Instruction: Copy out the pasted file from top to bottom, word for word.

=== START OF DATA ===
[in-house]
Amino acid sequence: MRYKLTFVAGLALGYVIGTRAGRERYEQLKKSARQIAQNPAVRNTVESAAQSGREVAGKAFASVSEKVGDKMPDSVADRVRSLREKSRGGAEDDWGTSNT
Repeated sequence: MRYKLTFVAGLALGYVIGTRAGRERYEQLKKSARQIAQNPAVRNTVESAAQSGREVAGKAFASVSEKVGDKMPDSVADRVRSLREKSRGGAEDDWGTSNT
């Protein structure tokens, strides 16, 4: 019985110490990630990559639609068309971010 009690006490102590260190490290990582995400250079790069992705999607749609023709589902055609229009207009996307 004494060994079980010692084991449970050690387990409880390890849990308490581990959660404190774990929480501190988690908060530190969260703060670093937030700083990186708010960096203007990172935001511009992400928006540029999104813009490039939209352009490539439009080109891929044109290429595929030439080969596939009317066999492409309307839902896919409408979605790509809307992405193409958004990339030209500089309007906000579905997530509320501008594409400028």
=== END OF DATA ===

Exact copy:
[in-house]
Amino acid sequence: MRYKLTFVAGLALGYVIGTRAGRERYEQLKKSARQIAQNPAVRNTVESAAQSGREVAGKAFASVSEKVGDKMPDSVADRVRSLREKSRGGAEDDWGTSNT
Repeated sequence: MRYKLTFVAGLALGYVIGTRAGRERYEQLKKSARQIAQNPAVRNTVESAAQSGREVAGKAFASVSEKVGDKMPDSVADRVRSLREKSRGGAEDDWGTSNT
């Protein structure tokens, strides 16, 4: 019985110490990630990559639609068309971010 009690006490102590260190490290990582995400250079790069992705999607749609023709589902055609229009207009996307 004494060994079980010692084991449970050690387990409880390890849990308490581990959660404190774990929480501190988690908060530190969260703060670093937030700083990186708010960096203007990172935001511009992400928006540029999104813009490039939209352009490539439009080109891929044109290429595929030439080969596939009317066999492409309307839902896919409408979605790509809307992405193409958004990339030209500089309007906000579905997530509320501008594409400028």